The New York Times accidentally exposes a high-level intelligence leak


New York Times Publisher Arthur G. Sulzberger has an opinion piece in Wednesday’s edition lamenting the growing attacks on press freedom worldwide. Sulzberger is, of course, correct. Independent journalism has always been a risky endeavor in China, Russia, Iran, Iraqi Kurdistan, and across most Arab states, for example, but it is now becoming increasingly dangerous in places like Turkey, Poland, and Hungary.

It is about Egypt, however, that his article suggests a serious breach of intelligence by a rogue American official. Sulzberger explains:

Two years ago, we got a call from a United States government official warning us of the imminent arrest of a New York Times reporter based in Egypt named Declan Walsh. Though the news was alarming, the call was actually fairly standard. Over the years, we’ve received countless such warnings from American diplomats, military leaders and national security officials.

But this particular call took a surprising and distressing turn. We learned the official was passing along this warning without the knowledge or permission of the Trump administration. Rather than trying to stop the Egyptian government or assist the reporter, the official believed, the Trump administration intended to sit on the information and let the arrest be carried out. The official feared being punished for even alerting us to the danger.

Sulzberger’s animus toward President Trump may be burying the lede. For an American official to know in advance that Egyptian security officials planned to arrest Walsh would require one of two things: either a human intelligence source inside the Egyptian General Intelligence Directorate or an intercept of communications within the General Intelligence Directorate.

While tipping off Walsh, without telling him the reason, might be have been both wise and humane, for a rogue employee to call Sulzberger (and on an open line at that) basically signaled to Egypt’s government either that they were penetrated or otherwise compromised. Given Trump’s antics as well as the cartoonish coverage of the president often consumed by those entirely inside a bubble antagonistic to him, it is easy to assume the worst about his instincts and motives. But given the circle within Cairo that knew of the supposed detention order for Walsh was extremely small, it is quite possible that the apparent lack of immediate action was due more to protect sources and methods.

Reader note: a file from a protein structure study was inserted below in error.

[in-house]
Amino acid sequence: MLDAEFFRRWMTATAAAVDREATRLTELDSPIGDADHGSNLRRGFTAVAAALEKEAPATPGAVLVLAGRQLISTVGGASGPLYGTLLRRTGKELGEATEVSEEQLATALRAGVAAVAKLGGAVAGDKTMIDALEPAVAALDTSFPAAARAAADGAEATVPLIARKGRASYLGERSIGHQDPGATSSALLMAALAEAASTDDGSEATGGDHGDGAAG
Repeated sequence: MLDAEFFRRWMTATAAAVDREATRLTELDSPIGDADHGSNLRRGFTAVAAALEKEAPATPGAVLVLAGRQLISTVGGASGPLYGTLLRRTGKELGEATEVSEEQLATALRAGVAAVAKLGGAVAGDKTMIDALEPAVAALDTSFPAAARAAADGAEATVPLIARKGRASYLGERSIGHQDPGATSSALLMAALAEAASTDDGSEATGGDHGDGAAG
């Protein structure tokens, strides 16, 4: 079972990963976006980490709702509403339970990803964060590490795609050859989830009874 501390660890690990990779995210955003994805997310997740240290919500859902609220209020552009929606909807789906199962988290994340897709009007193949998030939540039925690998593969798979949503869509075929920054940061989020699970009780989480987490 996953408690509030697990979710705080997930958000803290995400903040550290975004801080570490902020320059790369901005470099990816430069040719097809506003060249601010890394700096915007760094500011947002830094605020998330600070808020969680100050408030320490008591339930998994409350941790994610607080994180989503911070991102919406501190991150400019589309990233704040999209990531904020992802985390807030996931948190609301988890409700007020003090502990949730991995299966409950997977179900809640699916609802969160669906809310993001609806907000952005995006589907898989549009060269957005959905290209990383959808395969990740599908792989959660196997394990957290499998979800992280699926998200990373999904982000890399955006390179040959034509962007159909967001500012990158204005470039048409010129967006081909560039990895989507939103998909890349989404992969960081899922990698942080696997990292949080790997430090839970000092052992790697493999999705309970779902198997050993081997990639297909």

The apparent intelligence leak in question, therefore, likely involved top secret/sensitive compartmented information — the type whose leak can put lives in danger. That Sulzberger reveals such leaks are common simply underscores the belief in the White House that the intelligence community or foreign service have become political actors and that the firewall between professionalism and political activism has broken down.

This is not to minimize the situation Walsh faced, if Sulzberger’s recollections are accurate. Egypt under President Abdel-Fattah el-Sissi today has become eerily similar to 1970s-era Iraq, when the belief that the strongman ensured moderation was enough for U.S. officials to paper over the leaders’ dictatorial tendencies and increasingly credible reports of human rights violations.

That Walsh left Egypt without incident is a good thing. But plugging the leak within the intelligence community or the State Department is crucial lest fear of leaks convinces future administrations to make policy without their counsel.

Michael Rubin (@Mrubin1971) is a contributor to the Washington Examiner‘s Beltway Confidential blog. He is a resident scholar at the American Enterprise Institute and a former Pentagon official.


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